Monday, 23 January 2012

Fleadh bid ends

MAYBE we’re stupid (and it has been suggested and rejected before this day!) but it seems a wee bit weird that the bid by Derry to host the 2013 national Fleadh has been turned down on the basis of the threat posed by dissident Republicans.

We have no insight into the mindset of the so-called dissidents (you can always ring ‘Spook HQ’ [MI5] at Hollywood, if you want to find out). However, these utterly idiotic, ignoramuses with their idealised world of stupidity are not going to target traditional Irish singers, dancers, performers.

To do so would be to make sure that every bolthole, every hole in the hedge across the island of Ireland and further afield would be turned out by a population that may have previously grumbled about them.

Excepted, the so-called dissidents’ tactics normally involve risking innocent lives by blowing up tourist offices and other buildings that may bring jobs and wealth to a city with one of the worst unemployment rates in the UK.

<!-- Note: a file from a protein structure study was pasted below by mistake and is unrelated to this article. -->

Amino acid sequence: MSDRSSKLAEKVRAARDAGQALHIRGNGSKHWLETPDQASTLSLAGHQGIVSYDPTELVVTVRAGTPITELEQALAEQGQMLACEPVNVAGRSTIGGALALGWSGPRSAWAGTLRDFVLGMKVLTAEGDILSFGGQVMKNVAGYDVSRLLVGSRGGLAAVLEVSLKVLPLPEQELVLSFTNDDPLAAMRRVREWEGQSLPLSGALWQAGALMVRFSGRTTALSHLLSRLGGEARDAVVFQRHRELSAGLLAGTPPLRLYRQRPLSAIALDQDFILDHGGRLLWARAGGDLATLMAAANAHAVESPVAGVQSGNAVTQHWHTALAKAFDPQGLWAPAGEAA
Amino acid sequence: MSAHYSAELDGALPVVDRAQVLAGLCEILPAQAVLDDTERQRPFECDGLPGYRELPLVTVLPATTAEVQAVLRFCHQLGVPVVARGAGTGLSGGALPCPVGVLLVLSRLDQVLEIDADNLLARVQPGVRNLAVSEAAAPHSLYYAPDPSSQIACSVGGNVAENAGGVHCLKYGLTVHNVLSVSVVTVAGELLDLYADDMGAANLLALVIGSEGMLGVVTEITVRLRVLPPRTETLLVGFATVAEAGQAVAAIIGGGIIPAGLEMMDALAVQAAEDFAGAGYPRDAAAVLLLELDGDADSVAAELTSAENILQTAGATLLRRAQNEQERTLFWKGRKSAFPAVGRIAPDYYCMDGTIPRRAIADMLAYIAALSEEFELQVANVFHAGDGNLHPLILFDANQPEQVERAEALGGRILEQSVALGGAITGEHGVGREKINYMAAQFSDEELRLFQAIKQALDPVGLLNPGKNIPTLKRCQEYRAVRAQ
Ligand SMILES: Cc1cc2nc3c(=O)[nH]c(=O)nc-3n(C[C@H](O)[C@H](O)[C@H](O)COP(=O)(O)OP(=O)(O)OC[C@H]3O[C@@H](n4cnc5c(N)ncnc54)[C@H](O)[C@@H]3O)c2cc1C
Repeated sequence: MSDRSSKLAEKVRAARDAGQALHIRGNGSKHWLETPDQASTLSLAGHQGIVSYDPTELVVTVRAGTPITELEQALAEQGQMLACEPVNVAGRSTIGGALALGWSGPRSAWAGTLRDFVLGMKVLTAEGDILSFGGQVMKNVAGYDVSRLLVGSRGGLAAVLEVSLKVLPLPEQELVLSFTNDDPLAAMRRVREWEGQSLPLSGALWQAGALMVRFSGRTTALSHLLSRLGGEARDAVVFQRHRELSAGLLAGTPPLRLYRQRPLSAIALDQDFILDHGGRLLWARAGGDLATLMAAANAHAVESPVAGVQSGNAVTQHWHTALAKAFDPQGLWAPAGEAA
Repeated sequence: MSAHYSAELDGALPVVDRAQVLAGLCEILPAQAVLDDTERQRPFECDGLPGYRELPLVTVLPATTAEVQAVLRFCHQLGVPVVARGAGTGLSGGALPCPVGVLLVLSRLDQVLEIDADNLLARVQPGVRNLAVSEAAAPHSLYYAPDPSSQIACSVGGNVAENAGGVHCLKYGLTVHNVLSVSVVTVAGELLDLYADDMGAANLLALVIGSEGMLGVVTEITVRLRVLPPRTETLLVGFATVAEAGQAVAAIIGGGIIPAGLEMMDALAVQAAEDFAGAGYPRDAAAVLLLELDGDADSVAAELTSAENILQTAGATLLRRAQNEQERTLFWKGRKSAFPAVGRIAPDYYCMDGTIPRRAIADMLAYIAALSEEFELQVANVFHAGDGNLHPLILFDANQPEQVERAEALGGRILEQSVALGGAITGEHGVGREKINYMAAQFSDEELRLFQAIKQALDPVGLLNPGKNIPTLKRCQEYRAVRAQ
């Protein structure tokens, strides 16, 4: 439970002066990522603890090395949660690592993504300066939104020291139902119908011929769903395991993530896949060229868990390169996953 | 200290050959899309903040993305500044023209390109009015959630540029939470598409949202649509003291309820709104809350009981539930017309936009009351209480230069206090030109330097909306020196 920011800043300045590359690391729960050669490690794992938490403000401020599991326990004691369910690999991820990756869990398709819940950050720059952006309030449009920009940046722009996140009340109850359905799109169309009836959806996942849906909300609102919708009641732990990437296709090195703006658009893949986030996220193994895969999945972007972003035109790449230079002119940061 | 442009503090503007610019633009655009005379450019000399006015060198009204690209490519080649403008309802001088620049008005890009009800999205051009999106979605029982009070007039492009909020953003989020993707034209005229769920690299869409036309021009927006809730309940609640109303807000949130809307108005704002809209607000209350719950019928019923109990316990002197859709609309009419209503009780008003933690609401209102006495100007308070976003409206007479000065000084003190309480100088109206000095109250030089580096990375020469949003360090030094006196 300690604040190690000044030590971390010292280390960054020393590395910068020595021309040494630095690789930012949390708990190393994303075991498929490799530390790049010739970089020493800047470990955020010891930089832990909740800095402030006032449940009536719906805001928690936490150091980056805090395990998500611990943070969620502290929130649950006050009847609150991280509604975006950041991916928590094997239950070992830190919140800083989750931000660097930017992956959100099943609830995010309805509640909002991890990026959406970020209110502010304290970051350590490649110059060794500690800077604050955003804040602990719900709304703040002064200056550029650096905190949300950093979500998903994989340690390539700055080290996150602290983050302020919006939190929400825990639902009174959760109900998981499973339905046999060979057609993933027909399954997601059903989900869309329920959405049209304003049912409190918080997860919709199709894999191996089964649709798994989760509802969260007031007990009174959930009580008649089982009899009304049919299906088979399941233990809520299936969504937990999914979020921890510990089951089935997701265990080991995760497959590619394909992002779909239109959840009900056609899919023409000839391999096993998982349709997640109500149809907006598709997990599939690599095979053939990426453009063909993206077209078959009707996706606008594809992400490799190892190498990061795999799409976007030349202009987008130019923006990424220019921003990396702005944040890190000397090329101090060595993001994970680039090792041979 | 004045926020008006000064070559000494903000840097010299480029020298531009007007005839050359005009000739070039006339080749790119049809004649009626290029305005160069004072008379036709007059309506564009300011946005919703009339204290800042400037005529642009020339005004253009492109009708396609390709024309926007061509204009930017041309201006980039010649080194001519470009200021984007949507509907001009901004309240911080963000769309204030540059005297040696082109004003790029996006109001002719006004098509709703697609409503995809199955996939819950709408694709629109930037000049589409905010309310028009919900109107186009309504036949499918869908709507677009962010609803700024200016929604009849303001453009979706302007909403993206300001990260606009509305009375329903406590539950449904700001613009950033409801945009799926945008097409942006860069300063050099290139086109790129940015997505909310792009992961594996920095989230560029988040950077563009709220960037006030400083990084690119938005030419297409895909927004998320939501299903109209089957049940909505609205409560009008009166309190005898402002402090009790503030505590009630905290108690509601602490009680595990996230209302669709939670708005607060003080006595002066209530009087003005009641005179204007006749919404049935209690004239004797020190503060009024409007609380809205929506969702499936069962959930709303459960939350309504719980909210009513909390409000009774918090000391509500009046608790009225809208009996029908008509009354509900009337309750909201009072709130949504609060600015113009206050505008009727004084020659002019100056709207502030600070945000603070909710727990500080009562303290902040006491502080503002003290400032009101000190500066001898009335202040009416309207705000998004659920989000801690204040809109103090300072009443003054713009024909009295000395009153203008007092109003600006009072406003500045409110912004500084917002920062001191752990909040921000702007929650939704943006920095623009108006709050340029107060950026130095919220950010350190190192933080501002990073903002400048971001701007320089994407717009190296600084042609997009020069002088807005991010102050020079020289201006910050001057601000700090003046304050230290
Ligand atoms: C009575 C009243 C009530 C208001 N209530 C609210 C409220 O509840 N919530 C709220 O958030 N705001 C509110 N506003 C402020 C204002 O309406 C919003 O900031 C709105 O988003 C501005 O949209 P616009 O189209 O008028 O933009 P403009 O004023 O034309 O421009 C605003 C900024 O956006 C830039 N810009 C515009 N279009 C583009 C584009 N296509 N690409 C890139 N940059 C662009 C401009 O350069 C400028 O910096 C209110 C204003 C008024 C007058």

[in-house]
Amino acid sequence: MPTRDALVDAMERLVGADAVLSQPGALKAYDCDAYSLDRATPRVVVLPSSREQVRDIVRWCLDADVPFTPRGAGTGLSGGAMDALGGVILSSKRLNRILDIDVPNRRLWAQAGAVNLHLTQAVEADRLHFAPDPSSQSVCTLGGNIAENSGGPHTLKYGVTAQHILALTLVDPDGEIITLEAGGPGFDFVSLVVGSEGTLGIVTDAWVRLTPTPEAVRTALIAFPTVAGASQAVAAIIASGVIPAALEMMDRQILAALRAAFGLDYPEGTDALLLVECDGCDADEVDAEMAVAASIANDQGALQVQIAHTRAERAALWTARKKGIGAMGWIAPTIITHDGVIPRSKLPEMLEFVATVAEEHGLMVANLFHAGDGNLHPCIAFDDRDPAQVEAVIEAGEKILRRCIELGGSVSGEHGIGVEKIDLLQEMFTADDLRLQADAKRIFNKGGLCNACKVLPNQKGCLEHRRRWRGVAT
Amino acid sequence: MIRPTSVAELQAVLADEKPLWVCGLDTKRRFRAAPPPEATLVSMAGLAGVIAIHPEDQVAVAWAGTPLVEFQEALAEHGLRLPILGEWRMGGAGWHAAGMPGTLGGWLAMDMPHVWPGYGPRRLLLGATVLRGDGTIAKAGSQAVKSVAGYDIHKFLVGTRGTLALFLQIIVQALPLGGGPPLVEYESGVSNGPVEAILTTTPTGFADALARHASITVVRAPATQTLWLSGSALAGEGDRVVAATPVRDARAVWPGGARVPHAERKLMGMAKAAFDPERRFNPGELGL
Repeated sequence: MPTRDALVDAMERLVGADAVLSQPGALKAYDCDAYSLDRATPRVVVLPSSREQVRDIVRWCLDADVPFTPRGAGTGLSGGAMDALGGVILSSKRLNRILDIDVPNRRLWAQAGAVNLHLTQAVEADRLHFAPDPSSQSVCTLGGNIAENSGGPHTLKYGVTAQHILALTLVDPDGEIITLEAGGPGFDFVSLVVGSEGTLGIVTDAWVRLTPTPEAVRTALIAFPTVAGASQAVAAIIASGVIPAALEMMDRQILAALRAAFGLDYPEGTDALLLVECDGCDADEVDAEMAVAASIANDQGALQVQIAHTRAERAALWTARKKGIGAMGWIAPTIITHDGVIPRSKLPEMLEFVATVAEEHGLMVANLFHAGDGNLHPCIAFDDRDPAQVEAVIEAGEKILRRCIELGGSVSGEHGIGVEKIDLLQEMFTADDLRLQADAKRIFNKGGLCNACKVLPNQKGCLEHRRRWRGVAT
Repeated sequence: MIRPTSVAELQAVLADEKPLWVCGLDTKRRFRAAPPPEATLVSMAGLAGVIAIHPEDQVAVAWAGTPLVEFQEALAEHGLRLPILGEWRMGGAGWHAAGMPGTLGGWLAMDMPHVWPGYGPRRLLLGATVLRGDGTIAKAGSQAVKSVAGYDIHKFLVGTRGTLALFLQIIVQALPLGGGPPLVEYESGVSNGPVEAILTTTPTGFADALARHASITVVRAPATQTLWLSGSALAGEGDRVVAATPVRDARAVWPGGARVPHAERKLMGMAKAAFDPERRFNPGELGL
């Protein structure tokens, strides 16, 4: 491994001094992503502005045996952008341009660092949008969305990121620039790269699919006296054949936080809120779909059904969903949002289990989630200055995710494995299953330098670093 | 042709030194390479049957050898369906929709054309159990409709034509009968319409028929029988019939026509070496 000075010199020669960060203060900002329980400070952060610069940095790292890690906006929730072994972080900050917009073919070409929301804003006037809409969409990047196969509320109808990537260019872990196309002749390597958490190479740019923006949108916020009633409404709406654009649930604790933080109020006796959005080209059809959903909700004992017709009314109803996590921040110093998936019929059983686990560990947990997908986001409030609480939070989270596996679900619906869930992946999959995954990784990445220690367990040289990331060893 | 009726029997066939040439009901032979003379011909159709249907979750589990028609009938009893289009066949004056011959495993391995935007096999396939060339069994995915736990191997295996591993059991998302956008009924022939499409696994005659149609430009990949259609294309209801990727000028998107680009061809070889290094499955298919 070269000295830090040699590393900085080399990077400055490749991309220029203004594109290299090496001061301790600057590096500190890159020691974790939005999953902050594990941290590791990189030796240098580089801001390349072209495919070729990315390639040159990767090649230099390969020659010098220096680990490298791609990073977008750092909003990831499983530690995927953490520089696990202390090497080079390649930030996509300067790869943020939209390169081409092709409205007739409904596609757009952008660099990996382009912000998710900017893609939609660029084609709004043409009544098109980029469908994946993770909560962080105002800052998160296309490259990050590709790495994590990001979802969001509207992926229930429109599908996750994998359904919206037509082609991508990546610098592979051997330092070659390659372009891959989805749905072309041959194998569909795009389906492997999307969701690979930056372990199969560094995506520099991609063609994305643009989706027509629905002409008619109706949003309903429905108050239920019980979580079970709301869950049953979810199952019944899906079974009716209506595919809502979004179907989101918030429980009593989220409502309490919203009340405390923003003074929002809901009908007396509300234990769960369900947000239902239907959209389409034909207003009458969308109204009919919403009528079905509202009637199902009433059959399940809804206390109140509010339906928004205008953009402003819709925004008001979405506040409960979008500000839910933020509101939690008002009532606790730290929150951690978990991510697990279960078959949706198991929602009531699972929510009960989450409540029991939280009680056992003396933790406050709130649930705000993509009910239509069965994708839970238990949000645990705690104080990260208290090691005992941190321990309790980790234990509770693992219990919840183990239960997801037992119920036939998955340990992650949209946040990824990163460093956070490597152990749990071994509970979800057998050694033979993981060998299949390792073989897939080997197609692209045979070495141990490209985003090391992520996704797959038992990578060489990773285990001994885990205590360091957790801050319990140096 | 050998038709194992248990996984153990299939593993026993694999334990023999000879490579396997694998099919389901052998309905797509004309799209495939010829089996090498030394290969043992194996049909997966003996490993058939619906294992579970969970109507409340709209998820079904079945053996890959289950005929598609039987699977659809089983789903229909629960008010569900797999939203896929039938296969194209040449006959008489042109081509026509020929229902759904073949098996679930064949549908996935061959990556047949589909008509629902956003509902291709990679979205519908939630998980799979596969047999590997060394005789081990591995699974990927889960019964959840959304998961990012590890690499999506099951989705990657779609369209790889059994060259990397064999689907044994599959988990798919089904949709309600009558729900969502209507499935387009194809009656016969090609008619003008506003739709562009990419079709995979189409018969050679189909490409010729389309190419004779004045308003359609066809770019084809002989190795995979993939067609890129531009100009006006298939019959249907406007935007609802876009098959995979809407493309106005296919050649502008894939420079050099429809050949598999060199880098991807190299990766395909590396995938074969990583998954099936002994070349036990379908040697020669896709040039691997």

For them planting a bomb under a policeman’s car is their great grand gesture, slaughtering without compunction or compassion to grieving families.

In these cowards minds, easy targets so far have not included the members of trad band Dervish.

Which makes one wonder why the Fealdh’s Ulster Council managed to say ‘no’… Was it a political statement as 2013 is the year when Derry holds the title of UK City of Culture? Is that whole UK thing rankling in the ranks.

As Norn Iron works towards a normal society east-west and north-south, cultural and economic links can be normalised while the so-called dust settles on our past until we decide what future we can face together.